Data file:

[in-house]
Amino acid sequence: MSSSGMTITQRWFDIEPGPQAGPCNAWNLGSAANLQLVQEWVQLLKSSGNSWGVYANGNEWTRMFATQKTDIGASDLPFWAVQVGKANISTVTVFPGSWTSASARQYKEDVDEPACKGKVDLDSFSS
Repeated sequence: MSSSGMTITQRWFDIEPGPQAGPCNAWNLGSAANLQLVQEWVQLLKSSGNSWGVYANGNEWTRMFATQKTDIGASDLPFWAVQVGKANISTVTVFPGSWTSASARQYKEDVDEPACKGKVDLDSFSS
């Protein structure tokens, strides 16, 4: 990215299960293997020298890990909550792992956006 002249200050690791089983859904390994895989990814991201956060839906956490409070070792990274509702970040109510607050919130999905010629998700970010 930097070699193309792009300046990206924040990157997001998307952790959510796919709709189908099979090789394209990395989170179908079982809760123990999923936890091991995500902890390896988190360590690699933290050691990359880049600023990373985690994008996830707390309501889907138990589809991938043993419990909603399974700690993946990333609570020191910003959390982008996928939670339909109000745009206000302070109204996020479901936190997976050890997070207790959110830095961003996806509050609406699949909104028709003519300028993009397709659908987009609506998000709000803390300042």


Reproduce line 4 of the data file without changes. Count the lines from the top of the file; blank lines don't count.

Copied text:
């Protein structure tokens, strides 16, 4: 990215299960293997020298890990909550792992956006 002249200050690791089983859904390994895989990814991201956060839906956490409070070792990274509702970040109510607050919130999905010629998700970010 930097070699193309792009300046990206924040990157997001998307952790959510796919709709189908099979090789394209990395989170179908079982809760123990999923936890091991995500902890390896988190360590690699933290050691990359880049600023990373985690994008996830707390309501889907138990589809991938043993419990909603399974700690993946990333609570020191910003959390982008996928939670339909109000745009206000302070109204996020479901936190997976050890997070207790959110830095961003996806509050609406699949909104028709003519300028993009397709659908987009609506998000709000803390300042």